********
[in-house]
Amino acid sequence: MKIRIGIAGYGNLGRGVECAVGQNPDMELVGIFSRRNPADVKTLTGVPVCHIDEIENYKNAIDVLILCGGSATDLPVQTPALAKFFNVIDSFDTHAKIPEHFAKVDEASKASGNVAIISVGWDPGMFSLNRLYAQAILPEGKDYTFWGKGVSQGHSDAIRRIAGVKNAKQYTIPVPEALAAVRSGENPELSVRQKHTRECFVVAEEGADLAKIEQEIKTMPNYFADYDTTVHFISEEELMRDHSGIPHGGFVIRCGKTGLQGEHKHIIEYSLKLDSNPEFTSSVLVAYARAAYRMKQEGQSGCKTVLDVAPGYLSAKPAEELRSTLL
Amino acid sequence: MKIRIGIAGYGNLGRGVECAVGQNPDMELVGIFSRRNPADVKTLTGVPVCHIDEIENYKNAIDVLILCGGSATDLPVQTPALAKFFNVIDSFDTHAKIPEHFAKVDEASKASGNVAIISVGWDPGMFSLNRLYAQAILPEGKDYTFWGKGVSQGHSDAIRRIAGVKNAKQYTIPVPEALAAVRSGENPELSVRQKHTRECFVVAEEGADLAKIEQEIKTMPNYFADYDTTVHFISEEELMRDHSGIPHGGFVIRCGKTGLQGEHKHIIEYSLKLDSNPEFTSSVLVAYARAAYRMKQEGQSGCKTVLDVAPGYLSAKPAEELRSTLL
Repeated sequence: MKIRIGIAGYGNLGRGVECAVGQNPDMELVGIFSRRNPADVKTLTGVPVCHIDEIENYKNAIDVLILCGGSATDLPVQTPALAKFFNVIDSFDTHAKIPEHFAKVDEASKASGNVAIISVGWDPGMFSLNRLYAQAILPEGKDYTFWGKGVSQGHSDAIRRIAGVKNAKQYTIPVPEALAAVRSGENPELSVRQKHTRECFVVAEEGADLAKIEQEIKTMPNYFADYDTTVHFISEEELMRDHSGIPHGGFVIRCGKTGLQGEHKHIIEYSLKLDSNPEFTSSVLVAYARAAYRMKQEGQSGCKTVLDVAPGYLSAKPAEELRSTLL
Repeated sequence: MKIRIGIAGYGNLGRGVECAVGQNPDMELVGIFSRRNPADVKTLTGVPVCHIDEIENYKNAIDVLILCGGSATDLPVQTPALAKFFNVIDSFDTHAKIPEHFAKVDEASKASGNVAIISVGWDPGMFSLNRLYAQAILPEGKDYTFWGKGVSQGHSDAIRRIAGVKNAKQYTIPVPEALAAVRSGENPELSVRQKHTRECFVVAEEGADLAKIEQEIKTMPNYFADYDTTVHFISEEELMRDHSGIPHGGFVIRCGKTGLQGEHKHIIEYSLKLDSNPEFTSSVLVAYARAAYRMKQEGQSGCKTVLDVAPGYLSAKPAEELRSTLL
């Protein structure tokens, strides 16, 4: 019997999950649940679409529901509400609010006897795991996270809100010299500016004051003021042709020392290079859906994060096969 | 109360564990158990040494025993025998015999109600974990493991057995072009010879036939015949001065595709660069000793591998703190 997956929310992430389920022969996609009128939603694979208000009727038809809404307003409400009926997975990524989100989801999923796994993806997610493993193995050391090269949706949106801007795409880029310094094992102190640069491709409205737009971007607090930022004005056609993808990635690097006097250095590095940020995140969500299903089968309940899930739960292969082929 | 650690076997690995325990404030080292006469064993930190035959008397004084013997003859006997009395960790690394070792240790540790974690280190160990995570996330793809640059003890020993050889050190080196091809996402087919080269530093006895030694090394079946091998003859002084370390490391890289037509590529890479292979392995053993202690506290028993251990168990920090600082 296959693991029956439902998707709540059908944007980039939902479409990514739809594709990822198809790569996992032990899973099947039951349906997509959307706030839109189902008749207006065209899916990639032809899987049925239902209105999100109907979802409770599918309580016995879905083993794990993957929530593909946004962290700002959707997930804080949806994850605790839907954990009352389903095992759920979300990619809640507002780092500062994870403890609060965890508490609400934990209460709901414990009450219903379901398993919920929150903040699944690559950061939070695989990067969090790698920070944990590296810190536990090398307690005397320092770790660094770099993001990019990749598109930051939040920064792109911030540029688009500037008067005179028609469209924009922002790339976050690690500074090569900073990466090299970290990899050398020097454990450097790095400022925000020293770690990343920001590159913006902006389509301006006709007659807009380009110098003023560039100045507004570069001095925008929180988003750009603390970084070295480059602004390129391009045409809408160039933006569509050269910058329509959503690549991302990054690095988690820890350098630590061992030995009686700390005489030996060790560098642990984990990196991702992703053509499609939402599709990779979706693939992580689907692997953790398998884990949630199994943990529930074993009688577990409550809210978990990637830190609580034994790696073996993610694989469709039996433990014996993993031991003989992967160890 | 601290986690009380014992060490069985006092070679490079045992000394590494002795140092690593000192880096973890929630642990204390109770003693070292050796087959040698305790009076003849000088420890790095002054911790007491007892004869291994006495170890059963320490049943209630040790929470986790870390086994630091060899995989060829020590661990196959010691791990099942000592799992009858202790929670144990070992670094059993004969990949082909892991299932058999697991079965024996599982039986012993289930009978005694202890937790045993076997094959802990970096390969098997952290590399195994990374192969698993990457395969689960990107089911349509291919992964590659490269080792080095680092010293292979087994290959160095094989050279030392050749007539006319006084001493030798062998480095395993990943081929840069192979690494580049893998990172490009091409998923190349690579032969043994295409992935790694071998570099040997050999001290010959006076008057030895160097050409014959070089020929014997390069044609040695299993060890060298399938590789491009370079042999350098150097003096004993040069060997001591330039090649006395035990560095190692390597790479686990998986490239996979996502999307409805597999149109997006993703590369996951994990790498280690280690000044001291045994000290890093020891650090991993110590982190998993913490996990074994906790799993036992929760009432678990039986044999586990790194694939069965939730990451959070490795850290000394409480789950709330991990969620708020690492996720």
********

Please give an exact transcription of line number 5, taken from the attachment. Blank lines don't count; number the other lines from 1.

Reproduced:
Repeated sequence: MKIRIGIAGYGNLGRGVECAVGQNPDMELVGIFSRRNPADVKTLTGVPVCHIDEIENYKNAIDVLILCGGSATDLPVQTPALAKFFNVIDSFDTHAKIPEHFAKVDEASKASGNVAIISVGWDPGMFSLNRLYAQAILPEGKDYTFWGKGVSQGHSDAIRRIAGVKNAKQYTIPVPEALAAVRSGENPELSVRQKHTRECFVVAEEGADLAKIEQEIKTMPNYFADYDTTVHFISEEELMRDHSGIPHGGFVIRCGKTGLQGEHKHIIEYSLKLDSNPEFTSSVLVAYARAAYRMKQEGQSGCKTVLDVAPGYLSAKPAEELRSTLL